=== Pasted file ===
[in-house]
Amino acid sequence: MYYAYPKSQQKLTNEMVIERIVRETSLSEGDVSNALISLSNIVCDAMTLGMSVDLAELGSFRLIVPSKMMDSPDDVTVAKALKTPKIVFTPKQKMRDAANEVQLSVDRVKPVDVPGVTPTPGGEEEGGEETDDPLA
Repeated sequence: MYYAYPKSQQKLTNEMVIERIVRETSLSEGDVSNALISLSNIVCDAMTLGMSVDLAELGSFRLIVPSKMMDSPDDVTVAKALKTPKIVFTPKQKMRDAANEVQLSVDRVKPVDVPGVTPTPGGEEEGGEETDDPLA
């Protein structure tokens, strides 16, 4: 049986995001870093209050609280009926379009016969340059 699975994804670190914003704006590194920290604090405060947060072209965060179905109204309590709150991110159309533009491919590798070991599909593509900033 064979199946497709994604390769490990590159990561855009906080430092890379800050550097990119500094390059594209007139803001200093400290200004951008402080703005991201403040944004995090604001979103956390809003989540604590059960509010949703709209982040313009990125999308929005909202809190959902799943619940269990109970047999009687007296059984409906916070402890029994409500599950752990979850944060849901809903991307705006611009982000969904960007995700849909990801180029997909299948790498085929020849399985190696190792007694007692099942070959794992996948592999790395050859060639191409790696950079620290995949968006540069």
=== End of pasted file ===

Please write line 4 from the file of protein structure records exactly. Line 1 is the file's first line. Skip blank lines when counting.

């Protein structure tokens, strides 16, 4: 049986995001870093209050609280009926379009016969340059 699975994804670190914003704006590194920290604090405060947060072209965060179905109204309590709150991110159309533009491919590798070991599909593509900033 064979199946497709994604390769490990590159990561855009906080430092890379800050550097990119500094390059594209007139803001200093400290200004951008402080703005991201403040944004995090604001979103956390809003989540604590059960509010949703709209982040313009990125999308929005909202809190959902799943619940269990109970047999009687007296059984409906916070402890029994409500599950752990979850944060849901809903991307705006611009982000969904960007995700849909990801180029997909299948790498085929020849399985190696190792007694007692099942070959794992996948592999790395050859060639191409790696950079620290995949968006540069």